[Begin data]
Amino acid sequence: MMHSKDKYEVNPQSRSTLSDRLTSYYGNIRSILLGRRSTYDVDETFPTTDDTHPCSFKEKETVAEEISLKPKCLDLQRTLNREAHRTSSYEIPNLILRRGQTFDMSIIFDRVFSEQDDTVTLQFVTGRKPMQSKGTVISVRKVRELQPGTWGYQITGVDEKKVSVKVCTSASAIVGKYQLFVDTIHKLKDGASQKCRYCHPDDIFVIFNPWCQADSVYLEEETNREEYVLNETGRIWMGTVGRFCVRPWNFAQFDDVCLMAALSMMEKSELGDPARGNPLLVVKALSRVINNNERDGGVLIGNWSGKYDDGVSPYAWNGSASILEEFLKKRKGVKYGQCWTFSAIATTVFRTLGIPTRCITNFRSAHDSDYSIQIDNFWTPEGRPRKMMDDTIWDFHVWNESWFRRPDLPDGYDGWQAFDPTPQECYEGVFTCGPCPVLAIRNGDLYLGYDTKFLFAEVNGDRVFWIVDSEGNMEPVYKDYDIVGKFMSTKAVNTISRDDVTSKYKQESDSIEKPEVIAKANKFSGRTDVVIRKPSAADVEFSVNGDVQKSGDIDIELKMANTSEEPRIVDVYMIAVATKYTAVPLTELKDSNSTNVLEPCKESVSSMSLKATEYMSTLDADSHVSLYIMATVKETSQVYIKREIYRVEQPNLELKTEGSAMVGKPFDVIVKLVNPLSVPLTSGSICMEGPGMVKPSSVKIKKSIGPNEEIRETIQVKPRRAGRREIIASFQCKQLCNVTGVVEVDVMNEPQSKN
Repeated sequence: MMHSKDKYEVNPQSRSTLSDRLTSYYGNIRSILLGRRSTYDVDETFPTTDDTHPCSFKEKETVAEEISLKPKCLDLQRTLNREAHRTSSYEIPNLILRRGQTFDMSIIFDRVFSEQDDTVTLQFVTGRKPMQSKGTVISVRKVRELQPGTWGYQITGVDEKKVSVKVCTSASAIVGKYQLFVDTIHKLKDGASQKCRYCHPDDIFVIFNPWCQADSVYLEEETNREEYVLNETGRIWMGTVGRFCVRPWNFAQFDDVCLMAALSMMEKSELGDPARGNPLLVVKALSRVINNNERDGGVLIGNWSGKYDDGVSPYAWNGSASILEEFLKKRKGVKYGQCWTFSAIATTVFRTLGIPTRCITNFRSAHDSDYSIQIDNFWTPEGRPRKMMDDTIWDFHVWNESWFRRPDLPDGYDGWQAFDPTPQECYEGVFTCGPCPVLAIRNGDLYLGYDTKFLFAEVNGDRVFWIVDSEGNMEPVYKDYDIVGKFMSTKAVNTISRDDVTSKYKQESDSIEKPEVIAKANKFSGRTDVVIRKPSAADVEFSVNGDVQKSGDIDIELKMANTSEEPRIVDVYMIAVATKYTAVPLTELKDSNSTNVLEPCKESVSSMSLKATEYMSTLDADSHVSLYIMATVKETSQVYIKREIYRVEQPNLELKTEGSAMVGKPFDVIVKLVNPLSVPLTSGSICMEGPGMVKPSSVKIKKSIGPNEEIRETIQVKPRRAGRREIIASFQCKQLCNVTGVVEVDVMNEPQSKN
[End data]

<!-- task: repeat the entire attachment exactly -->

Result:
Amino acid sequence: MMHSKDKYEVNPQSRSTLSDRLTSYYGNIRSILLGRRSTYDVDETFPTTDDTHPCSFKEKETVAEEISLKPKCLDLQRTLNREAHRTSSYEIPNLILRRGQTFDMSIIFDRVFSEQDDTVTLQFVTGRKPMQSKGTVISVRKVRELQPGTWGYQITGVDEKKVSVKVCTSASAIVGKYQLFVDTIHKLKDGASQKCRYCHPDDIFVIFNPWCQADSVYLEEETNREEYVLNETGRIWMGTVGRFCVRPWNFAQFDDVCLMAALSMMEKSELGDPARGNPLLVVKALSRVINNNERDGGVLIGNWSGKYDDGVSPYAWNGSASILEEFLKKRKGVKYGQCWTFSAIATTVFRTLGIPTRCITNFRSAHDSDYSIQIDNFWTPEGRPRKMMDDTIWDFHVWNESWFRRPDLPDGYDGWQAFDPTPQECYEGVFTCGPCPVLAIRNGDLYLGYDTKFLFAEVNGDRVFWIVDSEGNMEPVYKDYDIVGKFMSTKAVNTISRDDVTSKYKQESDSIEKPEVIAKANKFSGRTDVVIRKPSAADVEFSVNGDVQKSGDIDIELKMANTSEEPRIVDVYMIAVATKYTAVPLTELKDSNSTNVLEPCKESVSSMSLKATEYMSTLDADSHVSLYIMATVKETSQVYIKREIYRVEQPNLELKTEGSAMVGKPFDVIVKLVNPLSVPLTSGSICMEGPGMVKPSSVKIKKSIGPNEEIRETIQVKPRRAGRREIIASFQCKQLCNVTGVVEVDVMNEPQSKN
Repeated sequence: MMHSKDKYEVNPQSRSTLSDRLTSYYGNIRSILLGRRSTYDVDETFPTTDDTHPCSFKEKETVAEEISLKPKCLDLQRTLNREAHRTSSYEIPNLILRRGQTFDMSIIFDRVFSEQDDTVTLQFVTGRKPMQSKGTVISVRKVRELQPGTWGYQITGVDEKKVSVKVCTSASAIVGKYQLFVDTIHKLKDGASQKCRYCHPDDIFVIFNPWCQADSVYLEEETNREEYVLNETGRIWMGTVGRFCVRPWNFAQFDDVCLMAALSMMEKSELGDPARGNPLLVVKALSRVINNNERDGGVLIGNWSGKYDDGVSPYAWNGSASILEEFLKKRKGVKYGQCWTFSAIATTVFRTLGIPTRCITNFRSAHDSDYSIQIDNFWTPEGRPRKMMDDTIWDFHVWNESWFRRPDLPDGYDGWQAFDPTPQECYEGVFTCGPCPVLAIRNGDLYLGYDTKFLFAEVNGDRVFWIVDSEGNMEPVYKDYDIVGKFMSTKAVNTISRDDVTSKYKQESDSIEKPEVIAKANKFSGRTDVVIRKPSAADVEFSVNGDVQKSGDIDIELKMANTSEEPRIVDVYMIAVATKYTAVPLTELKDSNSTNVLEPCKESVSSMSLKATEYMSTLDADSHVSLYIMATVKETSQVYIKREIYRVEQPNLELKTEGSAMVGKPFDVIVKLVNPLSVPLTSGSICMEGPGMVKPSSVKIKKSIGPNEEIRETIQVKPRRAGRREIIASFQCKQLCNVTGVVEVDVMNEPQSKN